SS James Longstreet
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The SS James Longstreet before her last and final voyage
|Name:||SS James Longstreet|
|Builder:||Todd Houston Shipbuilding Corporation, Houston, Texas|
|Laid down:||3 December 1941|
|Launched:||2 April 1942|
|Out of service:||Damaged by grounding in 1943 and written off|
|Class & type:||
|Tonnage:||7,000 tons deadweight|
|Length:||441 ft 6 in (135 m)|
|Beam:||56 ft 10.75 in (17.3419 m)|
|Draft:||27 ft 9.25 in (8.4646 m)|
|Speed:||11.5 knots (21.3 km/h)|
|Capacity:||10,800 long tons deadweight (DWT)|
She was laid down on 3 December 1941, then launched on 2 April 1942. On 26 October 1943, she ran aground in a gale in 1943 and was declared a total loss. Instead of being scrapped, she was acquired by the US Navy in June 1944 and used as a target ship for early air to surface guided missiles. Whilst under tow to and from the target areas, she once ran aground and on another occasion broke her anchor chain and drifted for ten days before being recovered. She was then sunk and used for further experiments using missiles, before then being used for live ammunition target practice by Naval jets from nearby South Weymouth Naval Air Station and the Air Force from nearby Otis Air Force Base until 1971. The ship is also referred to as the "target ship".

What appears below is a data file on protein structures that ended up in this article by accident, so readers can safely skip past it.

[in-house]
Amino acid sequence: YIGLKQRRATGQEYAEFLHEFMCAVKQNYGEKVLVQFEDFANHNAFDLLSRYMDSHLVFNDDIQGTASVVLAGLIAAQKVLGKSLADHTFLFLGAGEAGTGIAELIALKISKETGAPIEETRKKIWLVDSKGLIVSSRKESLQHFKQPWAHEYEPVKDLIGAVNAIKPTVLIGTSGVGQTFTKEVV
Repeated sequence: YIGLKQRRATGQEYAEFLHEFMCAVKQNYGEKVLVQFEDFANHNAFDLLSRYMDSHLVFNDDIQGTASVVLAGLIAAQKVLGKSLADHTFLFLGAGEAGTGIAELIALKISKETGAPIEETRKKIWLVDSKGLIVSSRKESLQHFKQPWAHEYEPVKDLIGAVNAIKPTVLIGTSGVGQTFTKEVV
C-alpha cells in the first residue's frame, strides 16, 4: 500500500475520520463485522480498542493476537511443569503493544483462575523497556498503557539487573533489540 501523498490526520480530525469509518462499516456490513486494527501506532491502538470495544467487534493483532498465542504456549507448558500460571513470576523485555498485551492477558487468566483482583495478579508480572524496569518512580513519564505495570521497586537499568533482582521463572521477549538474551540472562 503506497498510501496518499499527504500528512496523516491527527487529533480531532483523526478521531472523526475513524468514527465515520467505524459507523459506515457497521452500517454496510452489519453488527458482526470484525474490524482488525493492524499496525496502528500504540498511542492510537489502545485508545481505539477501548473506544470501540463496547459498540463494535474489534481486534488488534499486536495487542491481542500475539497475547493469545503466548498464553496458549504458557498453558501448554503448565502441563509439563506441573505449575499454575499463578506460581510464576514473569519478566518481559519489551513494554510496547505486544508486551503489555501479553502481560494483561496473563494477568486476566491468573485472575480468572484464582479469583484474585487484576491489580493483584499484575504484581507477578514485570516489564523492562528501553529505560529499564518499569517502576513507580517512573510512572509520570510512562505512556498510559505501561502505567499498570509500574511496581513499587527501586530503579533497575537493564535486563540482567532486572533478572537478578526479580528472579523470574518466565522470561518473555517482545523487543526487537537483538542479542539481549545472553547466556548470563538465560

The remains of the James Longstreet lie approximately three and a half miles off Eastham, Massachusetts in 20 to 25 feet (6.1 to 7.6 m) of water. The site is off limits to divers due to unexploded ordnance.
- "Violent Storm Off U.S. Coast" The Times (London). Thursday, 38 October 1943. (49688), col D, p. 3.
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